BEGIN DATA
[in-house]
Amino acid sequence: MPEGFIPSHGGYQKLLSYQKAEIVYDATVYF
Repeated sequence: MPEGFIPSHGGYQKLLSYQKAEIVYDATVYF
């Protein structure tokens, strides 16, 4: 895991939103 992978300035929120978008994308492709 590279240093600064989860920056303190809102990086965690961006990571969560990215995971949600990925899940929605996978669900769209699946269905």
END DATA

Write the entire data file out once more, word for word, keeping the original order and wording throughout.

[in-house]
Amino acid sequence: MPEGFIPSHGGYQKLLSYQKAEIVYDATVYF
Repeated sequence: MPEGFIPSHGGYQKLLSYQKAEIVYDATVYF
């Protein structure tokens, strides 16, 4: 895991939103 992978300035929120978008994308492709 590279240093600064989860920056303190809102990086965690961006990571969560990215995971949600990925899940929605996978669900769209699946269905």